Confused by English idioms? Don’t worry, they’re a piece of cake
That’s the thing about English – just when you’re feeling confident about it, a native speaker says something that turns your brain to spaghetti. But don’t worry – Chip Pham, from our INTO Colorado State University team, is here to talk you through some weird and wonderful English idioms…
Chip says: Does it “freak you out” when English speakers use phrases you don’t understand? That’s OK – it’ll soon be a “piece of cake” and you’ll only struggle “once in a blue moon”.
1. “A piece of cake”
Scenario: You just finished a course in elephant riding.
They say: How was the elephant riding course?
You say: It was a piece of cake.
You mean: It was very easy for me.
2. “It freaks me out”
Scenario: You’re talking about how you hate flying in airplanes.
They say: Why don’t you like flying in airplanes?
You say: It freaks me out!
You mean: It makes me nervous or scared.
3. “Talk the hind legs off a donkey”
Scenario: You and your friend are discussing your new pet parrot.
They say: So, what’s your new pet parrot like?
You Say: That parrot could talk the hind legs off a donkey!
You mean: The parrot is very talkative.
4. “I heard it on the grapevine”
Scenario: You tell your classmates that your teacher is also a champion tango dancer.
They say: How did you find out about that?
You say: I heard it on the grapevine.
You mean: I heard it in an informal conversation.
5. “How time flies”
Scenario: Your INTO course is ending in a few days.
They say: I can’t believe our course is almost over – I’m so sad.
You say: How time flies!
You mean: I’m surprised at how quickly time has passed.
6. “Thanks a million”
Scenario: You ask your friend if you can borrow their helicopter.
They say: Of course you can borrow my helicopter!
You say: Thanks a million!
You mean: Thank you very much.
7. “Once in a blue moon”
Scenario: You and your friend are discussing British weather.
They say: Does it ever snow on Christmas day in the UK?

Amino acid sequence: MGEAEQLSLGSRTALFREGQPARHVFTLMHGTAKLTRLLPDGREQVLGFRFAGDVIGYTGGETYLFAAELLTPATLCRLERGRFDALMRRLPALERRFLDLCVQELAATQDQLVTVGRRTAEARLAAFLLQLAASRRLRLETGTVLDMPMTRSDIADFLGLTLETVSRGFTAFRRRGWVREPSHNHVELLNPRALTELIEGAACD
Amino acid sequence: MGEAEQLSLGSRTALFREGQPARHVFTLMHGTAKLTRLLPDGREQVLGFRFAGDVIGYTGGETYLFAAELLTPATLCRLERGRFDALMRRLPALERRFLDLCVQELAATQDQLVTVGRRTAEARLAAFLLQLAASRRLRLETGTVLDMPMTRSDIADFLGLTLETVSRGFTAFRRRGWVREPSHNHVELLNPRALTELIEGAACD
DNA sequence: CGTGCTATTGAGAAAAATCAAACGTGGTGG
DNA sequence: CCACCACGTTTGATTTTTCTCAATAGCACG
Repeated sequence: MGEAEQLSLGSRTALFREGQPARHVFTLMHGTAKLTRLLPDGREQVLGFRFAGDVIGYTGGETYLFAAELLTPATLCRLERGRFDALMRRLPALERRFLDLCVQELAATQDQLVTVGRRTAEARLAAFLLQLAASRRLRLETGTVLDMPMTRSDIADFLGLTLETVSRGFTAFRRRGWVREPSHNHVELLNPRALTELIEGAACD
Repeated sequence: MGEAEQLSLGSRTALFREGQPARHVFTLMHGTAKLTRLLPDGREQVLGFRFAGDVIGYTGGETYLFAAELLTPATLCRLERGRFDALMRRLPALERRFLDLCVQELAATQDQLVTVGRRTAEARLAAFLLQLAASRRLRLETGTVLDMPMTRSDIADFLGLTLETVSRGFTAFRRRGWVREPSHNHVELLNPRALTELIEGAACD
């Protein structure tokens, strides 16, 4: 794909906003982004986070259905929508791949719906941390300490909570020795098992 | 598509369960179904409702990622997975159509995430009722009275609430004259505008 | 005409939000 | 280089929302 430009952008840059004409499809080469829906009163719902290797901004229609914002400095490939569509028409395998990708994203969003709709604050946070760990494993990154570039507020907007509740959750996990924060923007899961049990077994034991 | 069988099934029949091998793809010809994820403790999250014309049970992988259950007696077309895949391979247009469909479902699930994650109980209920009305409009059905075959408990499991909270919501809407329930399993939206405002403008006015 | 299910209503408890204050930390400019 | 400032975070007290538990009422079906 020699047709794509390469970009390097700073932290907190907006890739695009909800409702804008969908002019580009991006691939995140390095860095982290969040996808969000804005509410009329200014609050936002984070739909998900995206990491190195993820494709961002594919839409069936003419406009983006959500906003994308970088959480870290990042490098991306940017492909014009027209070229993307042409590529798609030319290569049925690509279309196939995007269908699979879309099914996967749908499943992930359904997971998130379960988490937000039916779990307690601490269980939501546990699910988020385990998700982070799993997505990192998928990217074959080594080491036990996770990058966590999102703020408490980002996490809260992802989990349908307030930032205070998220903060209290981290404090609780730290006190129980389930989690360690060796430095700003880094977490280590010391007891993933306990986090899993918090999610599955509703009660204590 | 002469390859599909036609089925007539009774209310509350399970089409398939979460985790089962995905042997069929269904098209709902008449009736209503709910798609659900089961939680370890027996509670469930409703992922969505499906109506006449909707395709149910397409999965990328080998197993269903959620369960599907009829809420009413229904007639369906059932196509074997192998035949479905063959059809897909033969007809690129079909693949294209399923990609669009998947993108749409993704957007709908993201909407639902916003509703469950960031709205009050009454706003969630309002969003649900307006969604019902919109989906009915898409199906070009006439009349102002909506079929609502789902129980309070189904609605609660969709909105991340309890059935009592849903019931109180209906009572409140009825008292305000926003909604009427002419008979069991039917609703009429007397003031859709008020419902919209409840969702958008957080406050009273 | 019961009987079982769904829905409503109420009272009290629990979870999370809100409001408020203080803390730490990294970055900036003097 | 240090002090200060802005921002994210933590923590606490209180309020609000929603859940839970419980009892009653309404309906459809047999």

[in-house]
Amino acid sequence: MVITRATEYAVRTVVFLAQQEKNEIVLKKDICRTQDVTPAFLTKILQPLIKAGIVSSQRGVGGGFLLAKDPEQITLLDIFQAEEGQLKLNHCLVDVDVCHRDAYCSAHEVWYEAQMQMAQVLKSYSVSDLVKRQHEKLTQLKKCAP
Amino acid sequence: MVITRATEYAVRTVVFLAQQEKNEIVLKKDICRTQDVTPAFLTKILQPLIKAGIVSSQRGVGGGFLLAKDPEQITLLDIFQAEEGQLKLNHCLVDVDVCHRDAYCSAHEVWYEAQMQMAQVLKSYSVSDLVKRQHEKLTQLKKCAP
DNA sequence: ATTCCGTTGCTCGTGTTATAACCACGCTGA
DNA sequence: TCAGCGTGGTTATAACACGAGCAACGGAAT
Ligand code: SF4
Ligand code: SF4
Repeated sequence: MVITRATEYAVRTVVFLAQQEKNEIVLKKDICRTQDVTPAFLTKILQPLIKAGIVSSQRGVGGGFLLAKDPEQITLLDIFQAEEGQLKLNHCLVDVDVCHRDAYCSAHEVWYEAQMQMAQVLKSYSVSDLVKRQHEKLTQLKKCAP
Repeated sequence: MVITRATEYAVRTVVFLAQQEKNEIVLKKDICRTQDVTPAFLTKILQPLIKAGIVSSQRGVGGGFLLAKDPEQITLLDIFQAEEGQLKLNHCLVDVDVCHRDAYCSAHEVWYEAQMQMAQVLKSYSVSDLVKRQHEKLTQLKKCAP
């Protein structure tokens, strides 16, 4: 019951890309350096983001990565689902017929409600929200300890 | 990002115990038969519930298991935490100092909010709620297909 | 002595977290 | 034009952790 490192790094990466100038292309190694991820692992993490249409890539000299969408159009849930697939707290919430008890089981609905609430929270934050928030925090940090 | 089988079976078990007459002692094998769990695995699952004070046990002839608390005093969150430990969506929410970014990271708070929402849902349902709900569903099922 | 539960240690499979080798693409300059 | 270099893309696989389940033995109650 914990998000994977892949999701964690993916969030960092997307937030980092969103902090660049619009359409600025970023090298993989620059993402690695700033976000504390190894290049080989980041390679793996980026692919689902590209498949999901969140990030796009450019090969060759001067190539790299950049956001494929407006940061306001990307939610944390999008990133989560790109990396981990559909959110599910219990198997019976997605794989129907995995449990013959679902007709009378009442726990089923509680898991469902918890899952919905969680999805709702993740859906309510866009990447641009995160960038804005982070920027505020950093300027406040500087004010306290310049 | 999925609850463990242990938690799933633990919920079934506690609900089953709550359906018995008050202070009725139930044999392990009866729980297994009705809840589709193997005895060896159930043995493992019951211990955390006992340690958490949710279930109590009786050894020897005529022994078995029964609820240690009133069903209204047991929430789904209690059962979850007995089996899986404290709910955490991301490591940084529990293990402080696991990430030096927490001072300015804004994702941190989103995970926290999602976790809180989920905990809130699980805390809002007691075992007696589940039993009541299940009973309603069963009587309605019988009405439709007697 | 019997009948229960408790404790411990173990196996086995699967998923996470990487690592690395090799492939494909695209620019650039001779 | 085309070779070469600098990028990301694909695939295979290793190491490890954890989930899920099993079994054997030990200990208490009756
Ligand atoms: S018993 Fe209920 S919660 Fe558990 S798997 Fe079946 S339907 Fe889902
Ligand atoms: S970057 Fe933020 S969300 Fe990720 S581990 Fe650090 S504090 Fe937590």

You say: Once in a blue moon.
You mean: It only happens rarely.
8. “It’s a small world”
Scenario: Your friend tells you that they met a mutual acquaintance in an unexpected place.
They say: We bumped into Kate’s teacher at Disneyland!
You say: It’s a small world.
You mean: I’m surprised by the coincidence of seeing someone unexpectedly or discovering mutual friends.
9. “Straight from the horse’s mouth”
Scenario: You tell someone that a mutual friend has joined the circus.
They say: I don’t believe it! How do you know it’s true?
You say: I heard it straight from the horse’s mouth.
You mean: I heard the information from someone directly involved.
10. “No sweat”
Scenario: You just saved your friend from a shark attack.
They say: Thank you SO much – you’re a hero!
You say: No sweat.
You mean: It wasn’t a problem.
Remember, if you’re faced with a phrase that you don’t understand, then don’t panic – take a deep breath, think about the context and don’t be shy about asking the person to explain. Soon you’ll find that it’s “no sweat”!
Want to practise your idioms with native speakers? Find out how you can study abroad at INTO Colorado State University.
Find out more about studying in the UK, US or China with INTO.
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